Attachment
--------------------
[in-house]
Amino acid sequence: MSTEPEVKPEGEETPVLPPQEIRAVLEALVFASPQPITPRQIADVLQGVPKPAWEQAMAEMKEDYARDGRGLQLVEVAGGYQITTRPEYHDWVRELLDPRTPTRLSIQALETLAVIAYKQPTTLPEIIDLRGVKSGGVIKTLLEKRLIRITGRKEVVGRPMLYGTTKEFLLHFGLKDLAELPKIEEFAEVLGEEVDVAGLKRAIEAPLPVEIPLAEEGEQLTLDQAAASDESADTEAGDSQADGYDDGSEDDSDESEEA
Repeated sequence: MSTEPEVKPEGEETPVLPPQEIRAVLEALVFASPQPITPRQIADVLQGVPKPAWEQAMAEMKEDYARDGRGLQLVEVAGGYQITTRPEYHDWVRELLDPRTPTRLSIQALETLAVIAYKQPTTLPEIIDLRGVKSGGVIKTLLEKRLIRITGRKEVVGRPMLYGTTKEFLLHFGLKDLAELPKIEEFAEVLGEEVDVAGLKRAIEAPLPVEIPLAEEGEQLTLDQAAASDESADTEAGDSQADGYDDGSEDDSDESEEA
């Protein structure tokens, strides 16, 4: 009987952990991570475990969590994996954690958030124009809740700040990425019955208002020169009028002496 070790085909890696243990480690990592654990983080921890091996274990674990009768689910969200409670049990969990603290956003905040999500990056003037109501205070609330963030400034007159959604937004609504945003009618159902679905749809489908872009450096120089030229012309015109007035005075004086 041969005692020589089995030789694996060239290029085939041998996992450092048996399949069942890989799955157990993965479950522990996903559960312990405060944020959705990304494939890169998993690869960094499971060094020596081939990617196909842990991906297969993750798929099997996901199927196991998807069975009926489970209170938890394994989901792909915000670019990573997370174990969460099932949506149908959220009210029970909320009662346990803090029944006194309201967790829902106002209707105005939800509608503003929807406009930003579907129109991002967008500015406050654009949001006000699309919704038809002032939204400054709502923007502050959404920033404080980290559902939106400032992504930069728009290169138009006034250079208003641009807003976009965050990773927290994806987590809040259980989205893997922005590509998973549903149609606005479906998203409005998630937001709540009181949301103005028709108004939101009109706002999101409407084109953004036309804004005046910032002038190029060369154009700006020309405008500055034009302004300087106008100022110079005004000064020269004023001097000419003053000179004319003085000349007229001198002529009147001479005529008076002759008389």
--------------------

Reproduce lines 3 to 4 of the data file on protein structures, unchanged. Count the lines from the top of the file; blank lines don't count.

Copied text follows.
Repeated sequence: MSTEPEVKPEGEETPVLPPQEIRAVLEALVFASPQPITPRQIADVLQGVPKPAWEQAMAEMKEDYARDGRGLQLVEVAGGYQITTRPEYHDWVRELLDPRTPTRLSIQALETLAVIAYKQPTTLPEIIDLRGVKSGGVIKTLLEKRLIRITGRKEVVGRPMLYGTTKEFLLHFGLKDLAELPKIEEFAEVLGEEVDVAGLKRAIEAPLPVEIPLAEEGEQLTLDQAAASDESADTEAGDSQADGYDDGSEDDSDESEEA
């Protein structure tokens, strides 16, 4: 009987952990991570475990969590994996954690958030124009809740700040990425019955208002020169009028002496 070790085909890696243990480690990592654990983080921890091996274990674990009768689910969200409670049990969990603290956003905040999500990056003037109501205070609330963030400034007159959604937004609504945003009618159902679905749809489908872009450096120089030229012309015109007035005075004086 041969005692020589089995030789694996060239290029085939041998996992450092048996399949069942890989799955157990993965479950522990996903559960312990405060944020959705990304494939890169998993690869960094499971060094020596081939990617196909842990991906297969993750798929099997996901199927196991998807069975009926489970209170938890394994989901792909915000670019990573997370174990969460099932949506149908959220009210029970909320009662346990803090029944006194309201967790829902106002209707105005939800509608503003929807406009930003579907129109991002967008500015406050654009949001006000699309919704038809002032939204400054709502923007502050959404920033404080980290559902939106400032992504930069728009290169138009006034250079208003641009807003976009965050990773927290994806987590809040259980989205893997922005590509998973549903149609606005479906998203409005998630937001709540009181949301103005028709108004939101009109706002999101409407084109953004036309804004005046910032002038190029060369154009700006020309405008500055034009302004300087106008100022110079005004000064020269004023001097000419003053000179004319003085000349007229001198002529009147001479005529008076002759008389």